We met one summer in the 1980’s when we were both artists in residence at the remarkable Blue Mountain Center, situated on 1600 acres of woods in the Adirondacks in New York State. There are many such places where artists of all kinds gather for weeks to form a short-lived but vibrant community, but Blue Mountain is unique in that it offers respite for activists—and May Stevens combined painting with anti-war work and a powerful feminist vision in her paintings.
She and I had also lived in New York a few years earlier, where her painting of Women Artists in Soho presented a community that I, living on the upper East side, knew nothing about. The neighborhoods in every city where well-off non-artists roost are closed to the unexpected—no police come knocking in the dead of night, the homeless are elsewhere, the garbage is collected regularly and there is little litter on the pretty streets. But there is a price to pay for comfort, beauty and security; as Kim Stafford states in her poem, “Curse of The Charmed Life”:
“But the curse of this charm is exile
from the unlucky, how gifts make you
deaf to the sudden shoutWe met one summer in the 1980's when we were both artists in residence at the remarkable Blue Mountain Center, situated on 1600 acres of woods in the Adirondacks in New York State.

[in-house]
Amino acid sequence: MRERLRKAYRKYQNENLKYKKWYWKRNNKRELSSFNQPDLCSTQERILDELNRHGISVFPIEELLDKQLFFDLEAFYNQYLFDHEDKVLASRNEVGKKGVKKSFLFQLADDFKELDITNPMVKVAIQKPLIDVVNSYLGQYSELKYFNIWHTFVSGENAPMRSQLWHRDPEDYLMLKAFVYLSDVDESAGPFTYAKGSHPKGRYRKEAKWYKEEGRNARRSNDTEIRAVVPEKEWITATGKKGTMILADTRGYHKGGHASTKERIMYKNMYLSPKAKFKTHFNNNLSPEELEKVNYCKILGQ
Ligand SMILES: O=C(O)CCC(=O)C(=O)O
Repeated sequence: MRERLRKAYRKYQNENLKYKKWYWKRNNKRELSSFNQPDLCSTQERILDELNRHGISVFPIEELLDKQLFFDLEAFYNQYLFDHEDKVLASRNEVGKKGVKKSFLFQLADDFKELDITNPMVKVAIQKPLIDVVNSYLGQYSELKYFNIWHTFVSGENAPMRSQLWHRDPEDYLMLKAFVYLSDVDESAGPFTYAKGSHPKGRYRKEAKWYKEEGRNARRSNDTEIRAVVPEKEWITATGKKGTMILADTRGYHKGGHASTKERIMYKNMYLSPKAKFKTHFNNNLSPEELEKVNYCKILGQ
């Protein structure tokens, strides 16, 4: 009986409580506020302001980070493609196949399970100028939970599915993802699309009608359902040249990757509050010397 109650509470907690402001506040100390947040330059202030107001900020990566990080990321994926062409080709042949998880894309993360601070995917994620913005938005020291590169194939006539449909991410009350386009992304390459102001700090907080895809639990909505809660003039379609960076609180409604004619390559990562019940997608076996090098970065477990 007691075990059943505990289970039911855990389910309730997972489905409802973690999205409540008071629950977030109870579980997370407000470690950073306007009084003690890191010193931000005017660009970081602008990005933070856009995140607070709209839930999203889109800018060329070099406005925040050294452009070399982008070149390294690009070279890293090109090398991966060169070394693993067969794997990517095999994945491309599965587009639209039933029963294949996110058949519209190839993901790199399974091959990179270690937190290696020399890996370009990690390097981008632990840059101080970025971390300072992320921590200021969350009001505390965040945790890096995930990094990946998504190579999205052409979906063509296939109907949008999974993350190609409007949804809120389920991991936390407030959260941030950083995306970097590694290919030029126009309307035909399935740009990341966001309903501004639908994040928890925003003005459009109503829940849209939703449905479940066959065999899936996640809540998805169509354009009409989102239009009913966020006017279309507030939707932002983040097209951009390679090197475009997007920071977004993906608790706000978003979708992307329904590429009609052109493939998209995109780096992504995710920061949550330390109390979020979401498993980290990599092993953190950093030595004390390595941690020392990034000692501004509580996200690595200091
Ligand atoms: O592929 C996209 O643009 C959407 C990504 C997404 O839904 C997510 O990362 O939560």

of a man camped in the ravine,
make you blind to the dirty face
of a woman with a cardboard sign.
Without hunger, it’s easy to be heartless…”
I’ve always fought against this restriction, which is perhaps why that first evening, after the communal dinner, I went for a hike in the surrounding forest and, as the summer daylight faded, became seriously lost for one of the two times in my life.
Looking at Steven’s big painting, “Soho Women Artists” from the 1970’s, I see a community I didn’t know about and of course did not join. That was taking place downtown, on the other side of the world as I thought then. How reassuring, even inspiring it is to see Steven’s representation of the lively eager women artists she knew with Artemis of the many breasts in their midst (scholars insist they are not breasts but bulls’ balls), a statue I had seen with surprise standing quietly in an obscure corner in Spoleto, Italy.
I think Stevens might have insisted that her image had nothing to do with bulls’ balls but instead with the immense fertility of the artists she knew, and of her own creativity.
I didn’t take the opportunity Blue Mountain Center provided to get to know Stevens; we were all working, or eating, or swimming in the enormous cold lake. But I remember vividly her crinkled up smile and the humor, even wickedness, in her glance—without which, then and now, a woman artist is not likely to survive.
Her life and work prove that a strong political position motivates and inspires the highest art—as well as a sense of humor—shown in her series, “Big Daddy”, a reflection on her racist father.